Issues of concern to people who live in the west: property rights, water rights, endangered species, livestock grazing, energy production, wilderness and western agriculture. Plus a few items on western history, western literature and the sport of rodeo... Frank DuBois served as the NM Secretary of Agriculture from 1988 to 2003. DuBois is a former legislative assistant to a U.S. Senator, a Deputy Assistant Secretary of Interior, and is the founder of the DuBois Rodeo Scholarship.
Friday, August 12, 2016
‘Hell or High Water’ vividly taps into today’s troubled times
“Hell or High Water” is a great genre picture: film noir cannily combined with a Western, but with a modern-day setting.
Tapping into a genuine feeling of desperation and decline, and the fear of a bleak, unpromising future, the movie takes place in hardscrabble Texas after the economic crash, where things will never be the same again. Everyone is poor, everything is closing up, people are selling out and moving on.
Chris Pine and Ben Foster star as the Howard brothers, Toby and Tanner. Tanner (Foster) is a loose cannon, having spent a large portion of his life in prison, while Toby (Pine) has an ex-wife and two sons and a lot of unpaid alimony.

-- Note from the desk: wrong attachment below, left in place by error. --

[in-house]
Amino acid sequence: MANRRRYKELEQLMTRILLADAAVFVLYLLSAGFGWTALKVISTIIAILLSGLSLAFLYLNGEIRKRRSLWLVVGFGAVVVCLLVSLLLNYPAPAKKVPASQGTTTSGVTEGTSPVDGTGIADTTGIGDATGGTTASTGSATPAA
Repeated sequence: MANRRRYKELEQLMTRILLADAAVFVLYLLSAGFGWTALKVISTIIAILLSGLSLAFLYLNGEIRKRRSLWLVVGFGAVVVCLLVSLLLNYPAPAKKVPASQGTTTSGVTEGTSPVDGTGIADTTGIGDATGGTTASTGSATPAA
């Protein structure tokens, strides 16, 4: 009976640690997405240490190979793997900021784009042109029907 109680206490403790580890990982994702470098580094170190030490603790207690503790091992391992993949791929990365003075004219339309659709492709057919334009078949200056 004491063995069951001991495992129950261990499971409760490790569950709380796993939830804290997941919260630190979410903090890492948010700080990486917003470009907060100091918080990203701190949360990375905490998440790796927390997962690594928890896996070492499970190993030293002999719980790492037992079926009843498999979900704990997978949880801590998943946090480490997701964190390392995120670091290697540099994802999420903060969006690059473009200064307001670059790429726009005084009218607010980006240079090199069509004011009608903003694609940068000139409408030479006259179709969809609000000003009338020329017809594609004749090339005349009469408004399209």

The brothers owe the bank thousands on their family ranch, and it will soon be foreclosed upon. So they come up with a plan: They will rob just enough to pay their mortgage and taxes. They’ll take just the cash in the teller’s drawers, rather than the traceable money from the vaults.
Meanwhile, Texas Ranger Marcus Hamilton (Jeff Bridges, in a great performance that recalls his Rooster Cogburn in “True Grit”) — just days away from retirement — takes the case, accompanied by his stalwart half-Indian, half-Mexican (and Catholic) partner, Alberto (Gil Birmingham).
The screenplay is by sometime actor Taylor Sheridan, who wrote one of last year’s smartest and best films, “Sicario,” and seems to have a bright future at the keyboard.
Australian director David Mackenzie has spent his career making strange, sometimes uncomfortable, envelope-pushing films. His last, “Starred Up,” was his best to date, and now he has topped it.
Together, Sheridan and Mackenzie have made the kind of beautiful crime drama that punches up a lackluster movie year, as “Blood Simple” and “One False Move” once did.
Yet it goes deeper, like a Jim Thompson novel, asking questions about why these people have done what they’ve done, and how they feel about it; it’s not about the thing itself...more